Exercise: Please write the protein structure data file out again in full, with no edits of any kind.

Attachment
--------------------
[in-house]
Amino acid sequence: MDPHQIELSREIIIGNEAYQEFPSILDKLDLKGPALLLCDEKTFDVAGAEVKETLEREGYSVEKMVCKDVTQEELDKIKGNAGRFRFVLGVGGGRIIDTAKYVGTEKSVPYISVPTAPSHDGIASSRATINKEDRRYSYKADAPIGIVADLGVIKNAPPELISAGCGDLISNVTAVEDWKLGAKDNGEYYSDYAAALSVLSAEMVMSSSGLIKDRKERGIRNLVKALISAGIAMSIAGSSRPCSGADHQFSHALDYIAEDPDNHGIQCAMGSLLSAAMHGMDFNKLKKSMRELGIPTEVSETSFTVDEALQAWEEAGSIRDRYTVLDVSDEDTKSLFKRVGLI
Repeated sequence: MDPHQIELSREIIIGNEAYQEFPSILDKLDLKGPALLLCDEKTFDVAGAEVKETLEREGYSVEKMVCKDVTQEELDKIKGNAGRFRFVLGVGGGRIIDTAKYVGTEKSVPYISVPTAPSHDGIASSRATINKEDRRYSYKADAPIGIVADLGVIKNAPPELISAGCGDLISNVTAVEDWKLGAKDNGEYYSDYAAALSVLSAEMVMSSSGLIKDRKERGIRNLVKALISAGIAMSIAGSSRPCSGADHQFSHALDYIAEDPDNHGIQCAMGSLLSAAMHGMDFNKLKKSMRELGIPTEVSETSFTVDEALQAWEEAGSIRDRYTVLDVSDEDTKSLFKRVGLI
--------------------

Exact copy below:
[in-house]
Amino acid sequence: MDPHQIELSREIIIGNEAYQEFPSILDKLDLKGPALLLCDEKTFDVAGAEVKETLEREGYSVEKMVCKDVTQEELDKIKGNAGRFRFVLGVGGGRIIDTAKYVGTEKSVPYISVPTAPSHDGIASSRATINKEDRRYSYKADAPIGIVADLGVIKNAPPELISAGCGDLISNVTAVEDWKLGAKDNGEYYSDYAAALSVLSAEMVMSSSGLIKDRKERGIRNLVKALISAGIAMSIAGSSRPCSGADHQFSHALDYIAEDPDNHGIQCAMGSLLSAAMHGMDFNKLKKSMRELGIPTEVSETSFTVDEALQAWEEAGSIRDRYTVLDVSDEDTKSLFKRVGLI
Repeated sequence: MDPHQIELSREIIIGNEAYQEFPSILDKLDLKGPALLLCDEKTFDVAGAEVKETLEREGYSVEKMVCKDVTQEELDKIKGNAGRFRFVLGVGGGRIIDTAKYVGTEKSVPYISVPTAPSHDGIASSRATINKEDRRYSYKADAPIGIVADLGVIKNAPPELISAGCGDLISNVTAVEDWKLGAKDNGEYYSDYAAALSVLSAEMVMSSSGLIKDRKERGIRNLVKALISAGIAMSIAGSSRPCSGADHQFSHALDYIAEDPDNHGIQCAMGSLLSAAMHGMDFNKLKKSMRELGIPTEVSETSFTVDEALQAWEEAGSIRDRYTVLDVSDEDTKSLFKRVGLI